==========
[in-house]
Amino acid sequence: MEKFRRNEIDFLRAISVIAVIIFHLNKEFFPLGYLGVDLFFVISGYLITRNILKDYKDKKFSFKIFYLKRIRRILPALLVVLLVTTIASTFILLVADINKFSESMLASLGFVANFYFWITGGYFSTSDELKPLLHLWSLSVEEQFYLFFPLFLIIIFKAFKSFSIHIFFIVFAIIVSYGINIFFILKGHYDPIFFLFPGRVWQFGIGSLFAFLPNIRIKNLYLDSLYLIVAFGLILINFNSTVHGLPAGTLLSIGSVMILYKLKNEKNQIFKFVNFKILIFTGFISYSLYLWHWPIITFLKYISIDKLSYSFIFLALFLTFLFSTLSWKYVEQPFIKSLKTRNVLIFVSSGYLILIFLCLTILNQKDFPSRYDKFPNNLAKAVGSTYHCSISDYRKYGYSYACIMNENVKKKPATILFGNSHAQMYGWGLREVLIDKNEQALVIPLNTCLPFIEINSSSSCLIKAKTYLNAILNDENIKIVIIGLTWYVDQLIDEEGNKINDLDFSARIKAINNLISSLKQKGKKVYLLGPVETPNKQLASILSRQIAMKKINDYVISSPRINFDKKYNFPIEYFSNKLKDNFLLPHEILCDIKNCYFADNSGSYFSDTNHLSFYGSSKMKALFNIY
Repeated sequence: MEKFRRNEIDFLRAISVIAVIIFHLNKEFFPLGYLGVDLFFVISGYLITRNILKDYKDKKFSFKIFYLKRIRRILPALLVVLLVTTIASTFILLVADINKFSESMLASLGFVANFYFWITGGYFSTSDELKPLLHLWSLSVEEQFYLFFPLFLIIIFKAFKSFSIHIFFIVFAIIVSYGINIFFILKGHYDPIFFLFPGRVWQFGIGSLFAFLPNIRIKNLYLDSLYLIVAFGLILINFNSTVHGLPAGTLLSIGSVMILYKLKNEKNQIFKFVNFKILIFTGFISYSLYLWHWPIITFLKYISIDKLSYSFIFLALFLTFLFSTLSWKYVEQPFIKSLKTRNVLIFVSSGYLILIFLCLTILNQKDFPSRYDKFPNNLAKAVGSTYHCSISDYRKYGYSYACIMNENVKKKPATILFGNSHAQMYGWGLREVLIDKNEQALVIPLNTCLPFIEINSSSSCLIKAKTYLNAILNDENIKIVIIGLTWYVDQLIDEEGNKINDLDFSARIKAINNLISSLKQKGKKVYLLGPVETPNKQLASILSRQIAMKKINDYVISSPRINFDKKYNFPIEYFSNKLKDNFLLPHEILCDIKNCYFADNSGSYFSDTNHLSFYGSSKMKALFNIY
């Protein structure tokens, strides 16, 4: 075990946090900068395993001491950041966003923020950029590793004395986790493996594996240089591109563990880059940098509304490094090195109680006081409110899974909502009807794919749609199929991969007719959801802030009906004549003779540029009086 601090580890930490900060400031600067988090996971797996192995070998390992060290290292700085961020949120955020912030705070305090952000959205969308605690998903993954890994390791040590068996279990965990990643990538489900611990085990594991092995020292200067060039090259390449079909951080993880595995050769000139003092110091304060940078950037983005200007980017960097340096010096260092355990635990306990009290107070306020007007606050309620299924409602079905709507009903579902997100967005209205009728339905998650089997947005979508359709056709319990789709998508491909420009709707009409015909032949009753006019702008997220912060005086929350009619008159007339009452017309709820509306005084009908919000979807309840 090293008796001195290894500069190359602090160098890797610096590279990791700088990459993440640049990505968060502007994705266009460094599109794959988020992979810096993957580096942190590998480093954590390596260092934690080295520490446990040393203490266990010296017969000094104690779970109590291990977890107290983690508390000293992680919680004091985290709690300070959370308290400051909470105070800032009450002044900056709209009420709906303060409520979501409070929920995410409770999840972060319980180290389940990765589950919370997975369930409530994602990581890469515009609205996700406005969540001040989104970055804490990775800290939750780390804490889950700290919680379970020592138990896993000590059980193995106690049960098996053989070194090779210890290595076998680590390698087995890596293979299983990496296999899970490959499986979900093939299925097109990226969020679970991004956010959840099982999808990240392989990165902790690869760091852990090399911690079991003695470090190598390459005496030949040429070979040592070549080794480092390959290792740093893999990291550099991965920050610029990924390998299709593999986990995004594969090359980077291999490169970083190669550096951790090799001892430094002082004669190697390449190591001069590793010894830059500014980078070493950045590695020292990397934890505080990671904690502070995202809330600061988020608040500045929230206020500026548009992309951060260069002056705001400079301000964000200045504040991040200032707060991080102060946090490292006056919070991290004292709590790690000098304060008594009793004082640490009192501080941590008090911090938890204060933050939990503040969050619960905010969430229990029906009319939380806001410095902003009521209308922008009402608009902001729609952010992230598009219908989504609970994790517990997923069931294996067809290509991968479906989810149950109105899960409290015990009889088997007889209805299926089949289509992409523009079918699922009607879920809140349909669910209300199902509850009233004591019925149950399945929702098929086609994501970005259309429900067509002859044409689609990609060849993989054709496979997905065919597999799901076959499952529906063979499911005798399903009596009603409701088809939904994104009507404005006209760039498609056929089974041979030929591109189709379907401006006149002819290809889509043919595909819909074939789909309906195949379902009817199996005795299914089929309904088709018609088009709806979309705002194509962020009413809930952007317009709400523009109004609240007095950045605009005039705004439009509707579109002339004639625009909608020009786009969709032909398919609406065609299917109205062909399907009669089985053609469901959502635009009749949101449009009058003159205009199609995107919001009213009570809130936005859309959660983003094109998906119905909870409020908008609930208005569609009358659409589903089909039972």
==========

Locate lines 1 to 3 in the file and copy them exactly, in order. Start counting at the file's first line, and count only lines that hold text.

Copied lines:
[in-house]
Amino acid sequence: MEKFRRNEIDFLRAISVIAVIIFHLNKEFFPLGYLGVDLFFVISGYLITRNILKDYKDKKFSFKIFYLKRIRRILPALLVVLLVTTIASTFILLVADINKFSESMLASLGFVANFYFWITGGYFSTSDELKPLLHLWSLSVEEQFYLFFPLFLIIIFKAFKSFSIHIFFIVFAIIVSYGINIFFILKGHYDPIFFLFPGRVWQFGIGSLFAFLPNIRIKNLYLDSLYLIVAFGLILINFNSTVHGLPAGTLLSIGSVMILYKLKNEKNQIFKFVNFKILIFTGFISYSLYLWHWPIITFLKYISIDKLSYSFIFLALFLTFLFSTLSWKYVEQPFIKSLKTRNVLIFVSSGYLILIFLCLTILNQKDFPSRYDKFPNNLAKAVGSTYHCSISDYRKYGYSYACIMNENVKKKPATILFGNSHAQMYGWGLREVLIDKNEQALVIPLNTCLPFIEINSSSSCLIKAKTYLNAILNDENIKIVIIGLTWYVDQLIDEEGNKINDLDFSARIKAINNLISSLKQKGKKVYLLGPVETPNKQLASILSRQIAMKKINDYVISSPRINFDKKYNFPIEYFSNKLKDNFLLPHEILCDIKNCYFADNSGSYFSDTNHLSFYGSSKMKALFNIY
Repeated sequence: MEKFRRNEIDFLRAISVIAVIIFHLNKEFFPLGYLGVDLFFVISGYLITRNILKDYKDKKFSFKIFYLKRIRRILPALLVVLLVTTIASTFILLVADINKFSESMLASLGFVANFYFWITGGYFSTSDELKPLLHLWSLSVEEQFYLFFPLFLIIIFKAFKSFSIHIFFIVFAIIVSYGINIFFILKGHYDPIFFLFPGRVWQFGIGSLFAFLPNIRIKNLYLDSLYLIVAFGLILINFNSTVHGLPAGTLLSIGSVMILYKLKNEKNQIFKFVNFKILIFTGFISYSLYLWHWPIITFLKYISIDKLSYSFIFLALFLTFLFSTLSWKYVEQPFIKSLKTRNVLIFVSSGYLILIFLCLTILNQKDFPSRYDKFPNNLAKAVGSTYHCSISDYRKYGYSYACIMNENVKKKPATILFGNSHAQMYGWGLREVLIDKNEQALVIPLNTCLPFIEINSSSSCLIKAKTYLNAILNDENIKIVIIGLTWYVDQLIDEEGNKINDLDFSARIKAINNLISSLKQKGKKVYLLGPVETPNKQLASILSRQIAMKKINDYVISSPRINFDKKYNFPIEYFSNKLKDNFLLPHEILCDIKNCYFADNSGSYFSDTNHLSFYGSSKMKALFNIY